Many people find it hard to believe that their heads move backward abruptly in a rear end collision.  These people assume that they are propelled forward along with the car. This would be true if people were affixed to the vehicle, but this is not the case. People that are normally positioned in an automobile do not have their upper backs, neck and head pressed against the seat. When they are hit from behind, the vehicle moves forward and their upper bodies and heads move backward.

To illustrate this point, you can perform a simple experiment. First, take an object such as an eraser, block or deck of cards and place a coin on top of it. Second, strike it from “behind” and see where the coin goes. The object on the bottom will be pushed forward, the coin on top will move backward in the direction of the impact.

What occurs in a rear-end car accident follows the same mechanics. Initially, the head and neck is abruptly snapped back and then when the vehicle comes to rest snapped forward. Usually, the backward snap is limited by the head rest. However, the forward movement is not and can result in the chin touching the chest or the neck muscles being stretched even further. Although whiplash can occur from both the backward and forward movements, it is likely the forward movement that causes the majority of whiplash injuries.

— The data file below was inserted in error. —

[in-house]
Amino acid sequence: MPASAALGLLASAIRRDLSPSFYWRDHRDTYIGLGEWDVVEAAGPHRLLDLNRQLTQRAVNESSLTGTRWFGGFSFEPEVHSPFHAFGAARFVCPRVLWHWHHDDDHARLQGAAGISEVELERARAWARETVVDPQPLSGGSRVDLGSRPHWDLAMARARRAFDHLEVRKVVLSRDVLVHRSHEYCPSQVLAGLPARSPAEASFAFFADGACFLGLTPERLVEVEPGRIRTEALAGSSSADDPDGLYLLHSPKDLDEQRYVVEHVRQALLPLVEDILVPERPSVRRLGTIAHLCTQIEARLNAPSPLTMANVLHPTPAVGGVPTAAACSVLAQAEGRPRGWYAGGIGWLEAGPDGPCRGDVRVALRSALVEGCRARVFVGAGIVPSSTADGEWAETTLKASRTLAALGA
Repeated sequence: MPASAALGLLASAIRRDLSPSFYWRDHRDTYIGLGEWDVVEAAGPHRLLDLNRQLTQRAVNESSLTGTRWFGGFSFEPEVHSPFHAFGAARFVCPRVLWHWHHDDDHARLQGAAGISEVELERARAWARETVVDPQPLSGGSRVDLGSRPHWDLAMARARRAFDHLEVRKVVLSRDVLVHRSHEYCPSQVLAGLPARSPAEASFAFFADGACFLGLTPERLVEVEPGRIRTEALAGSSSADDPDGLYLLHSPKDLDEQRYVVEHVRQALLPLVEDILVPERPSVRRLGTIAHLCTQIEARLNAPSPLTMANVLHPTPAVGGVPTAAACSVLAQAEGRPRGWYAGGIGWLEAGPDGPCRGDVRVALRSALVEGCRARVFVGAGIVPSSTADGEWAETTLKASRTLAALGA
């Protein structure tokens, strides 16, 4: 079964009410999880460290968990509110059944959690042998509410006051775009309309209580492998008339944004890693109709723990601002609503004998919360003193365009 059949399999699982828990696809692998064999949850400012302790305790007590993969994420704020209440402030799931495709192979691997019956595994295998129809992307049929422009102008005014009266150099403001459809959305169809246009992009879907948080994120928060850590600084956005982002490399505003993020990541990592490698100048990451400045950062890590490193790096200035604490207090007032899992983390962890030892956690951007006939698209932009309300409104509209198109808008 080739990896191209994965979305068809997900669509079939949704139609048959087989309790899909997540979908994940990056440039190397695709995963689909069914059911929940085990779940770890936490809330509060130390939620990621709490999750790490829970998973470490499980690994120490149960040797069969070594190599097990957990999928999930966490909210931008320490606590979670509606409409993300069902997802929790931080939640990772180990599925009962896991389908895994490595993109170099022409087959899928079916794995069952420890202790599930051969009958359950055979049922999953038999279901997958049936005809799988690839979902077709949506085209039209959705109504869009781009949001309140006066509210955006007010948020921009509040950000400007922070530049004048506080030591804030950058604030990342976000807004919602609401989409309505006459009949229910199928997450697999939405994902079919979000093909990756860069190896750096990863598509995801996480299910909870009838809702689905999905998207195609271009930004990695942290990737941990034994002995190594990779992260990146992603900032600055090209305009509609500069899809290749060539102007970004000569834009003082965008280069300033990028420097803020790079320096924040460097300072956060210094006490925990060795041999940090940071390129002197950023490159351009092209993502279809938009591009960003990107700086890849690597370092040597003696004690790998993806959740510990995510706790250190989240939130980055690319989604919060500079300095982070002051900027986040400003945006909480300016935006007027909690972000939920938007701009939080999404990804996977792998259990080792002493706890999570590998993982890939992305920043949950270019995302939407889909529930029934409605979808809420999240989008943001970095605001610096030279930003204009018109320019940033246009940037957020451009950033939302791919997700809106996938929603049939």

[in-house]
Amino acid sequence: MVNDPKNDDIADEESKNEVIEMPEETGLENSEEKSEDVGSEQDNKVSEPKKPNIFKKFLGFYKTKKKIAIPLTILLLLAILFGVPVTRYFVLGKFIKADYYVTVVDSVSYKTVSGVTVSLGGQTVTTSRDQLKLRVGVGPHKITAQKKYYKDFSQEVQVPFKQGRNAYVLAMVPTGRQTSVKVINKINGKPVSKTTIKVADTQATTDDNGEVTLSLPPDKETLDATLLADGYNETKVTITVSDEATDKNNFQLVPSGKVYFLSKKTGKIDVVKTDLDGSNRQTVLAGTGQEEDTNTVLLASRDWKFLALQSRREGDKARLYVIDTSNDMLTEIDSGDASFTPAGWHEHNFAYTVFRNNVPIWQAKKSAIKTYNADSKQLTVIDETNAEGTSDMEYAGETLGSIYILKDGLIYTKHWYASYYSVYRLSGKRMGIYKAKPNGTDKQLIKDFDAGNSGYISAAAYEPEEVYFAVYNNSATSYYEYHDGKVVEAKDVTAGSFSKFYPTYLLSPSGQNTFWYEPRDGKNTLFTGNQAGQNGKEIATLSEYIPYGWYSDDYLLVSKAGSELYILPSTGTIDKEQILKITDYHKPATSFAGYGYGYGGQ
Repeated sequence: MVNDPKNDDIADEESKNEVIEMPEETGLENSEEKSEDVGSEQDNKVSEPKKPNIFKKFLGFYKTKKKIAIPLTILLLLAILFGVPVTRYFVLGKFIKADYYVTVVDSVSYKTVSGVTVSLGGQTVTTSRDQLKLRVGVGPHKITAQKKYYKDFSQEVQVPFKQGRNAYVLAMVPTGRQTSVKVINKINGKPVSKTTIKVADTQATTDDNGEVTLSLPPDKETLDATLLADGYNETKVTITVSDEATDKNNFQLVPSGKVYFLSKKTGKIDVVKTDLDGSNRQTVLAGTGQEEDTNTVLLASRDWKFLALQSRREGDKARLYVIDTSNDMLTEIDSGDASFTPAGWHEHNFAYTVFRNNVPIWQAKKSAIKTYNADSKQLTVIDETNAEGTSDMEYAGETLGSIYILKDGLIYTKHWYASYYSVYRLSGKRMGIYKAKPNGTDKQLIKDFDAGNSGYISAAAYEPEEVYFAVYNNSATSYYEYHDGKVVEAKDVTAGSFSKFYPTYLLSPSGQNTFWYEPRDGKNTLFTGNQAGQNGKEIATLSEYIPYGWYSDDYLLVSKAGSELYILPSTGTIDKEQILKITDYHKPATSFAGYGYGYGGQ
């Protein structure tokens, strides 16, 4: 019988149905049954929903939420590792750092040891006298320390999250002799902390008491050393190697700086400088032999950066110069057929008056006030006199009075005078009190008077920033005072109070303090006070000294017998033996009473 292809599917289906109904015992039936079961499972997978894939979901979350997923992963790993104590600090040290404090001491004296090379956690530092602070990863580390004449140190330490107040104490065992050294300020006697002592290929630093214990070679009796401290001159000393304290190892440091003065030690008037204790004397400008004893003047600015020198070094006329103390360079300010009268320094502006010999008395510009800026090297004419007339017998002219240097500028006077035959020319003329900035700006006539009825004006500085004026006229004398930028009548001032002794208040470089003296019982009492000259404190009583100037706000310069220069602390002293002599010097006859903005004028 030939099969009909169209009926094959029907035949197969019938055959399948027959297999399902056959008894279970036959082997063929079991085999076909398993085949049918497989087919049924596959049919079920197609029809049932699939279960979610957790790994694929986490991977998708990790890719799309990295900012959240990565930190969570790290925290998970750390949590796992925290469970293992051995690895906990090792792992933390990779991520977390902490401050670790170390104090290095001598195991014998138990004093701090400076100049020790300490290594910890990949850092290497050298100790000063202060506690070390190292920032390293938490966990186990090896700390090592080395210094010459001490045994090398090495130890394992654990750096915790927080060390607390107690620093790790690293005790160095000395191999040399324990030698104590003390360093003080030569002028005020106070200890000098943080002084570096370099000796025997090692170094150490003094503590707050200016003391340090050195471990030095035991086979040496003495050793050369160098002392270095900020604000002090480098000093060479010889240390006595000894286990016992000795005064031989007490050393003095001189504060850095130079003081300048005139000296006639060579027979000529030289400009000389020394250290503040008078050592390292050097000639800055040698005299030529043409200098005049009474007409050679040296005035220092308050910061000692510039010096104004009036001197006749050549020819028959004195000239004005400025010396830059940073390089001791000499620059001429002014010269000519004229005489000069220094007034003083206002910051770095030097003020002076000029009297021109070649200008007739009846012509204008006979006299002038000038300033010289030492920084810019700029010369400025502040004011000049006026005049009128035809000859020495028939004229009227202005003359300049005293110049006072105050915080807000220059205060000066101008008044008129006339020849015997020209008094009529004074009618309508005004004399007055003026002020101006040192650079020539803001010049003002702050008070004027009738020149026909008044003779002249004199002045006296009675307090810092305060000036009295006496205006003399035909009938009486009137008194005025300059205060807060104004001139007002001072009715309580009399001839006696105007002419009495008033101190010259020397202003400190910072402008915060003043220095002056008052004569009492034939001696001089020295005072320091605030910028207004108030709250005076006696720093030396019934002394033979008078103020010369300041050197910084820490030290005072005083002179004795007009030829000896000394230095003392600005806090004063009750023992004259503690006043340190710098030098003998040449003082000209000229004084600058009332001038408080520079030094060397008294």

Pictured above: The neck at rest, the neck thrust back at impact and the neck thrust forward. 

For the same reasons describe above, lumbar strains are less likely than whiplash injuries in a rear end accident. The lumbar spine involves the vertebrae in the lower back. When people are seated in vehicles, their lower backs are usually in contact with the seats. As such, when hit from behind, the lower back does not travel back very far and is not subject to the same forces as the neck muscles. This is not to say that lower back strains do not occur in a rear-end car accident. They certainly do. They are just far less likely.

If you or a loved one were involved in a car accident in Scottsdale or the greater Phoenix area, call a skilled personal injury attorney from Scottsdale Injury Lawyers today. One of our Scottsdale attorneys is available to discuss your case and provide a free consultation.

About the author: The content on this page was authored and prepared by attorney Charles Tony Piccuta. He graduated with honors from Indiana University-Maurer School of Law in Bloomington in 2006 (Ranked Top 35 US News & World Report 2018).  Piccuta took and passed the State bars of Arizona, California, Illinois and Nevada (all on the first try). He is a trial attorney that regularly handles serious personal injury cases and civil rights lawsuits. He has obtained six and seven verdicts in both state and federal court.

Disclaimer: The information on this web site is for informational purposes only and does not create an attorney-client relationship. If you are seeking legal advice, you should contact one of our attorneys and discuss your specific case and issues

Sources:

[1] https://www.mayoclinic.org/diseases-conditions/sprains-and-strains/symptoms-causes/syc-20377938

[2] https://www.health.harvard.edu/a_to_z/muscle-strain-a-to-z